Shriver received the 2002 Theodore Roosevelt Award (the Teddy), an annual award given by the National Collegiate Athletic Association to a graduate from an NCAA member institution who earned a varsity letter in college for participation in intercollegiate athletics, and who ultimately became a distinguished citizen of national reputation based on outstanding life accomplishment. In addition to the Teddy recognition, she was selected in 2006 as part of the NCAA Centennial celebration as one of the 100 most-influential individuals in its first century; she was listed ninth.
In 2008, she received the Foremother Award from the National Center for Health Research for her lifetime achievements.
In 2008, the U.S. Congress changed the NICHD's name to the Eunice Kennedy Shriver National Institute of Child Health and Human Development. In December 2008, Sports Illustrated named Shriver the first recipient of Sportsman of the Year Legacy Award. On May 9, 2009, the Smithsonian Institution's National Portrait Gallery (NPG) in Washington, D.C., unveiled an historic portrait of her, the first portrait the NPG has ever commissioned of an individual who had not served as a U.S. President or First Lady. The portrait depicts her with four Special Olympics athletes (including Loretta Claiborne) and one Best Buddies participant. It was painted by David Lenz, the winner of the Outwin Boochever Portrait Competition in 2006. As part of the Portrait Competition prize, the NPG commissioned a work from the winning artist to depict a living subject for the collection. Lenz, whose son, Sam, has Down syndrome and is an enthusiastic Special Olympics athlete, was inspired by Shriver's dedication to working with people with intellectual disabilities.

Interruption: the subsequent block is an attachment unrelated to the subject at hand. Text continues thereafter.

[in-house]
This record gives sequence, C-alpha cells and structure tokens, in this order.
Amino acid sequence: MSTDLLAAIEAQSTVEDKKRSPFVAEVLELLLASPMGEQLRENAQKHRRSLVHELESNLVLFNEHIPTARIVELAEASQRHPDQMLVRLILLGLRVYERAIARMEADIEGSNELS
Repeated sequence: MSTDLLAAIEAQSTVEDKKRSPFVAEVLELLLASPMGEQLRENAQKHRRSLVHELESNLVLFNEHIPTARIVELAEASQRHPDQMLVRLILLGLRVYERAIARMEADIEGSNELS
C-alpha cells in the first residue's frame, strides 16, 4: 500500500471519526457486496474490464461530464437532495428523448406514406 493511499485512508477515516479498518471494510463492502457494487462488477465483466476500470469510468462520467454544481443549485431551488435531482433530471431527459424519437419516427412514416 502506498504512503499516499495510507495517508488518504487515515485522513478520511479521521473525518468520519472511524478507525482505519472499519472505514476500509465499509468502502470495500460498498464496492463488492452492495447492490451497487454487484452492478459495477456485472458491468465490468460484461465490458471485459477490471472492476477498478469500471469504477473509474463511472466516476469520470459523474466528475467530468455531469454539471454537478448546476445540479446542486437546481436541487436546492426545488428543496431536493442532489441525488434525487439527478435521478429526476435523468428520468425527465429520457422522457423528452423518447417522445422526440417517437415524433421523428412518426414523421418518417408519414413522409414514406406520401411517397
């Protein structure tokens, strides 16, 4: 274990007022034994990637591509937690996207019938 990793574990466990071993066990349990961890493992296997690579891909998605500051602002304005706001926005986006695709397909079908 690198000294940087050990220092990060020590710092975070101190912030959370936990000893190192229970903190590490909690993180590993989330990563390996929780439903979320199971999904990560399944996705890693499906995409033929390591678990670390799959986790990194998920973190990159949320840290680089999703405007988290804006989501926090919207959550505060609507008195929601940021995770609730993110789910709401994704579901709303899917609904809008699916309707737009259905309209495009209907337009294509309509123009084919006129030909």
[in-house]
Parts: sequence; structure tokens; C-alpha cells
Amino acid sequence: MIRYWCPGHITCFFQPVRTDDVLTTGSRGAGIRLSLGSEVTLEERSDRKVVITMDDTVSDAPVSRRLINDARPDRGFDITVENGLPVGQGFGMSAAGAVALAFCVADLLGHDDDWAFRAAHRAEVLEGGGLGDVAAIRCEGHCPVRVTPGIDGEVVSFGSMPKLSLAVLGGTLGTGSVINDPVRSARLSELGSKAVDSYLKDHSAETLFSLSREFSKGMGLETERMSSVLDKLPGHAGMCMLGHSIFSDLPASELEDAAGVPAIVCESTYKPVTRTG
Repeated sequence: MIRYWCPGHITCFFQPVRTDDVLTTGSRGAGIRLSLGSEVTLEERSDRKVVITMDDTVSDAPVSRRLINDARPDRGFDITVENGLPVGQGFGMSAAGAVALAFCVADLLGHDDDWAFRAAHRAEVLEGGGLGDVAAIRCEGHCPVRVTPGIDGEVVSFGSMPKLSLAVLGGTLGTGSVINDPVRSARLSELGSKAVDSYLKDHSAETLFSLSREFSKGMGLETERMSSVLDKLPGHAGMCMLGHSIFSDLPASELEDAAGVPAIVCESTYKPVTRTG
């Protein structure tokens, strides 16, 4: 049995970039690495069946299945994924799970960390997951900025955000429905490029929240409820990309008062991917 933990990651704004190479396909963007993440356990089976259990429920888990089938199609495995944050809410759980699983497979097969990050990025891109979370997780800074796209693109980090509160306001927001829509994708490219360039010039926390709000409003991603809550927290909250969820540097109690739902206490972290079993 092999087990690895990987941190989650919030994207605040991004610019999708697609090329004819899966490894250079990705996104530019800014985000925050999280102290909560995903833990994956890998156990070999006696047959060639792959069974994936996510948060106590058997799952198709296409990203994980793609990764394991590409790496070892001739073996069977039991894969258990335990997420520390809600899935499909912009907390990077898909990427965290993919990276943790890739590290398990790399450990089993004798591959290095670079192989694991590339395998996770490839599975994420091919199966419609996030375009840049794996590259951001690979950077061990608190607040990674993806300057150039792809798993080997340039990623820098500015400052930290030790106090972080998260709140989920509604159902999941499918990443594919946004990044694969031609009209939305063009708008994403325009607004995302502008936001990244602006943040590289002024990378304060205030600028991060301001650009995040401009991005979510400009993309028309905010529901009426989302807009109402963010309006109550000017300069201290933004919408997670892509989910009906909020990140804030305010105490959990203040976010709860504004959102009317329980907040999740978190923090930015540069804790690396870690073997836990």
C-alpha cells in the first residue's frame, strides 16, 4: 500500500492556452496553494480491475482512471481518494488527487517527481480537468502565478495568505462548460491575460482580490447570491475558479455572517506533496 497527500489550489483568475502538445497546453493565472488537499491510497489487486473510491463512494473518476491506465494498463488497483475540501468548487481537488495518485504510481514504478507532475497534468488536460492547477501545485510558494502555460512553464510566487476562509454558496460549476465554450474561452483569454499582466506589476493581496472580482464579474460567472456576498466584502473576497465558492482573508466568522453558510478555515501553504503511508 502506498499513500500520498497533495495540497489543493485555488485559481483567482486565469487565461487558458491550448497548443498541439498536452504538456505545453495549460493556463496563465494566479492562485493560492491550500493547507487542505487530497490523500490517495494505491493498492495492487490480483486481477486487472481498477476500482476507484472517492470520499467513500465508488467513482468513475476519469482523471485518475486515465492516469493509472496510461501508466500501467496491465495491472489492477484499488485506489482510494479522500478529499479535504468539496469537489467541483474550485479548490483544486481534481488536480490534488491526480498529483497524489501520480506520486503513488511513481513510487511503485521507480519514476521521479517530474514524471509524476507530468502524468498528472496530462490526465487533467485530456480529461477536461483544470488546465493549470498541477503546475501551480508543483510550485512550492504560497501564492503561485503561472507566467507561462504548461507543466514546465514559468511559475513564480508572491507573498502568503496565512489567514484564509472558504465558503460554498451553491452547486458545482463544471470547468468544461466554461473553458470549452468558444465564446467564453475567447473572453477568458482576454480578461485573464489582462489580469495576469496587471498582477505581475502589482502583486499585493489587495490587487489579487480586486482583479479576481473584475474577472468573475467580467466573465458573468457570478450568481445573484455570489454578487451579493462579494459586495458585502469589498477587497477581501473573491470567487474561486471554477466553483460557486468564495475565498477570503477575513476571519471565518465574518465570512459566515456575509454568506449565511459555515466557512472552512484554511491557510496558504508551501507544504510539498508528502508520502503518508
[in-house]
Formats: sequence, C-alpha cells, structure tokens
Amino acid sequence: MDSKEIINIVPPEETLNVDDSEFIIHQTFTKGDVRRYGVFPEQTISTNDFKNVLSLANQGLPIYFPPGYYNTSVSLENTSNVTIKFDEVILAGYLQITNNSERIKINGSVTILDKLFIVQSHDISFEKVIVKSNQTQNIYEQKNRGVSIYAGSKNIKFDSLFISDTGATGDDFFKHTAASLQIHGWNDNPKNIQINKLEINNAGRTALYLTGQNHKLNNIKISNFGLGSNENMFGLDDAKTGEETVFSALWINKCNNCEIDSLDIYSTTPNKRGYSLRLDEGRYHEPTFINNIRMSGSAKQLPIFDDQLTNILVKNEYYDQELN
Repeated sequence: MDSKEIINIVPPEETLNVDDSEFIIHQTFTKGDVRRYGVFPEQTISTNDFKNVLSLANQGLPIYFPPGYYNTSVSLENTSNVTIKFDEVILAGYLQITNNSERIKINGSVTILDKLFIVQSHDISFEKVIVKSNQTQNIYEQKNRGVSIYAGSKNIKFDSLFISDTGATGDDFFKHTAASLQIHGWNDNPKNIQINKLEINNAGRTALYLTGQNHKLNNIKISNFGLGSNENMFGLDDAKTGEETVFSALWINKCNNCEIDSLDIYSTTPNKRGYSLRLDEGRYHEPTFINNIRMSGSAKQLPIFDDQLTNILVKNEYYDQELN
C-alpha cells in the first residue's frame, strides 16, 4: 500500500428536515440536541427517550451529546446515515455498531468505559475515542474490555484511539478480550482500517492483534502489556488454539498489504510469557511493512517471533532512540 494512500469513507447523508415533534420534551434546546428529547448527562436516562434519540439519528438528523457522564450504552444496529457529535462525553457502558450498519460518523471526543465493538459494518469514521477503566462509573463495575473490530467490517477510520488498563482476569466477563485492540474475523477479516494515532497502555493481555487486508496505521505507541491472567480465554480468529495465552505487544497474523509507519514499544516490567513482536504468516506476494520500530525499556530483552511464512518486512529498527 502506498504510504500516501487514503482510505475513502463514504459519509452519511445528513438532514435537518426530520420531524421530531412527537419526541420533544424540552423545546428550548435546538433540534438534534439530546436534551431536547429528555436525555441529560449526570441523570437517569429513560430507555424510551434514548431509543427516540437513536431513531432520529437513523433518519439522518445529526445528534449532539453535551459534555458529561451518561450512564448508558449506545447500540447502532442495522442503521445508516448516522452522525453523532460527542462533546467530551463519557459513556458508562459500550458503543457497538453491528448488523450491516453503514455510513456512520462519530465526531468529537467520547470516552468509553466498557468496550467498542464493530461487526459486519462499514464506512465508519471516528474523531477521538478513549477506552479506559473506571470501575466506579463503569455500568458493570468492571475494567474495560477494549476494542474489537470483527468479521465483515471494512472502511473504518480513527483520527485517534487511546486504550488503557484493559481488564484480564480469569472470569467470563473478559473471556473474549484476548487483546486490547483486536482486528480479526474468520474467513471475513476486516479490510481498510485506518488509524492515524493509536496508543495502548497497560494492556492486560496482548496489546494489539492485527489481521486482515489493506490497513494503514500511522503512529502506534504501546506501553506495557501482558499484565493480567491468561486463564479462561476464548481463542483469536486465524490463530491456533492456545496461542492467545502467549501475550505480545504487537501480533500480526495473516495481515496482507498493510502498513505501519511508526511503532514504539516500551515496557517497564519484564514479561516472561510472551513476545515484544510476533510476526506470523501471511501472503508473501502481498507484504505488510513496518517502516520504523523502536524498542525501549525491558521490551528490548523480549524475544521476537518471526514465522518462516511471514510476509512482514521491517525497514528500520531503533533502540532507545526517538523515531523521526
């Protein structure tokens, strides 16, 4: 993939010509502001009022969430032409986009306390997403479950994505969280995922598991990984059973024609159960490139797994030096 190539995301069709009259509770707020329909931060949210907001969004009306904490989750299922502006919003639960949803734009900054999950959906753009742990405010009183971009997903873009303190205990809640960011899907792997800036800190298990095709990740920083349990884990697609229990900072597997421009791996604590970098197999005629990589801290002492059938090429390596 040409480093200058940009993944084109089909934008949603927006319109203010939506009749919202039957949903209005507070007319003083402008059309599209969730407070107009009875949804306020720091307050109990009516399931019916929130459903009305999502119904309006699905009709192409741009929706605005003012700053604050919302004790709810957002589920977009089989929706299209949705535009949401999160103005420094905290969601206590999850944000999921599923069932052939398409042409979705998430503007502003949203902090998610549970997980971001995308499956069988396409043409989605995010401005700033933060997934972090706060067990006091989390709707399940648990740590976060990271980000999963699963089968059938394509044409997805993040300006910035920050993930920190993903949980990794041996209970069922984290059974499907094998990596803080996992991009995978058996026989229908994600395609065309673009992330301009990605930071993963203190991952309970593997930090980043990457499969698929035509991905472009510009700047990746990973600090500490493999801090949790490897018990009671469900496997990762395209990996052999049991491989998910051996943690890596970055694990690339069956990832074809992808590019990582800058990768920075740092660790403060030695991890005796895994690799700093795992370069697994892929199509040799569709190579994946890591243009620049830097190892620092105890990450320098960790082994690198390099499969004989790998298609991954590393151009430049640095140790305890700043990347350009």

Shriver became involved with Dorothy Hamill's special skating program in the Special Olympics after Hamill's Olympic Games ice-skating win. In September 2010, the State University of New York at Brockport, home of the 1979 Special Olympics, renamed its football stadium after Shriver.
In July 2017, Shriver posthumously received the Arthur Ashe Courage Award at the 2017 ESPY Awards.
Shriver actively campaigned for her elder brother, John, during his successful 1960 U.S. presidential election.
Although Shriver was a Democrat, she was a vocal supporter of the pro-life movement. In 1990, Shriver wrote a letter to The New York Times denouncing a pro-choice group for having used a quotation of President Kennedy's words out of context in support of their position. Shriver was one of several prominent Democrats – including Governor Robert P. Casey of Pennsylvania and Bishop Austin Vaughan of New York – who took out a full-page The New York Times advertisement opposing "abortion on demand" during the 1992 Democratic Convention (the Party adopted a 1992 platform that emphasized its support for abortion rights). Shriver was a supporter of several pro-life organizations: Feminists for Life of America, the Susan B. Anthony List, and Democrats for Life of America.